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Euoplocephalus tutus and the Diversity of Ankylosaurid Dinosaurs in the Late Cretaceous of Alberta, Canada, and Montana, USA

Figure 2

Cranial anatomy of ankylosaurids, including terminology for ornamentation patterns.

ZPAL MgD II/1, juvenile Pinacosaurus grangeri in A) dorsal and B) left lateral views, showing boundaries of cranial bones. Boundaries between cranial bones are not visible in most adult ankylosaurids. C) UALVP 31, Euoplocephalus tutus, in dorsal view. D) CMN 8530, Anodontosaurus lambei (holotype), in left lateral view. Cranial ornamentation that is subdivided into discrete polygons (rather than generalized rugosity) are referred to as caputegulae. Abbreviations: asca, anterior supraorbital caputegulum; aso, anterior supraorbital; br, break or plaster; fr, frontal; frca, frontal caputegulum; j, jugal; lac, lacrimal; laca, lacrimal caputegulum; loca, loreal caputegulum; mnca, median nasal caputegulum; msca, middle supraorbital caputegulum; mso, middle supraorbital; mx, maxilla; nar, naris; nas, nasal; nasca, nasal caputegulum; nuca, nuchal caputegulum; orb, orbit; par, parietal; pmx, premaxilla; pnca, postnarial caputegulum; poca, postocular caputegulum; porb, postorbital; prf, prefrontal; prfca, prefrontal caputegulum; psca, posterior supraorbital caputegulum; pso, posterior supraorbital; pt, pterygoid; q, quadrate; qj, quadratojugal; qjh, quadratojugal horn; snca, supranarial caputegulum; sno, supranarial ornamentation; sq, squamosal; sqh, squamosal horn.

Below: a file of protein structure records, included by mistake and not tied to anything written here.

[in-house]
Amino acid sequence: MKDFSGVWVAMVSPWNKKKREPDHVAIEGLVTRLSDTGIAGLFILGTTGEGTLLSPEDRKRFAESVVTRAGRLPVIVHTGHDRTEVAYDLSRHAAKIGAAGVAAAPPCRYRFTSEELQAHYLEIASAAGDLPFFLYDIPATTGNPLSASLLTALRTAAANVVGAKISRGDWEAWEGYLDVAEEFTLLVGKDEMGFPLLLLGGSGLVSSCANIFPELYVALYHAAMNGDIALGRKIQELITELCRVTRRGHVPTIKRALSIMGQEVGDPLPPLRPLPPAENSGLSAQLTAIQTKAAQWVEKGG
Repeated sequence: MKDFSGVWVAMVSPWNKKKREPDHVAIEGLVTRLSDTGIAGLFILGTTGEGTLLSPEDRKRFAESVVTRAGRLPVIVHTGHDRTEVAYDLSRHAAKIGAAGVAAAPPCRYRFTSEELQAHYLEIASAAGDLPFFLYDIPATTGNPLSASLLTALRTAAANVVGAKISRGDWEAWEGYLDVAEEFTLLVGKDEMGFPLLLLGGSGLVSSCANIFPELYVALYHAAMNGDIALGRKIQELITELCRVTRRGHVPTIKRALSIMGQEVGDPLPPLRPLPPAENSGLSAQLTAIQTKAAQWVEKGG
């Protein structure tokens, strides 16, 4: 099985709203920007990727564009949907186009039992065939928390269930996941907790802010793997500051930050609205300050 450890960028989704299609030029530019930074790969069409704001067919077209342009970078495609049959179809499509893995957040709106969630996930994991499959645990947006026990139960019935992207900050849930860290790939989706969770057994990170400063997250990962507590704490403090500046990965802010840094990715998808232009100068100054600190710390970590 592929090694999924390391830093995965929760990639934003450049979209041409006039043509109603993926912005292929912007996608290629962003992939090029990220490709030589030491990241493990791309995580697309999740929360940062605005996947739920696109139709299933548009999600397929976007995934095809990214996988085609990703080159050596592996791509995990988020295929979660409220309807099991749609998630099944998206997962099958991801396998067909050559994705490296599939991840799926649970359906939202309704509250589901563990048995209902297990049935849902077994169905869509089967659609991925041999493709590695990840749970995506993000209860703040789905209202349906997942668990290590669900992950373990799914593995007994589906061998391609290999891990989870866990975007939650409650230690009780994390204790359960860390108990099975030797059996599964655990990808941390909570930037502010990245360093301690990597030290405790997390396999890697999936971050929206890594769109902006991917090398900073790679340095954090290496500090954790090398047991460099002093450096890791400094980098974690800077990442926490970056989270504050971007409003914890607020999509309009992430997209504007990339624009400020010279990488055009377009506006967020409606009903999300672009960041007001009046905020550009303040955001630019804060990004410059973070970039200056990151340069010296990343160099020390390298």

Figure 2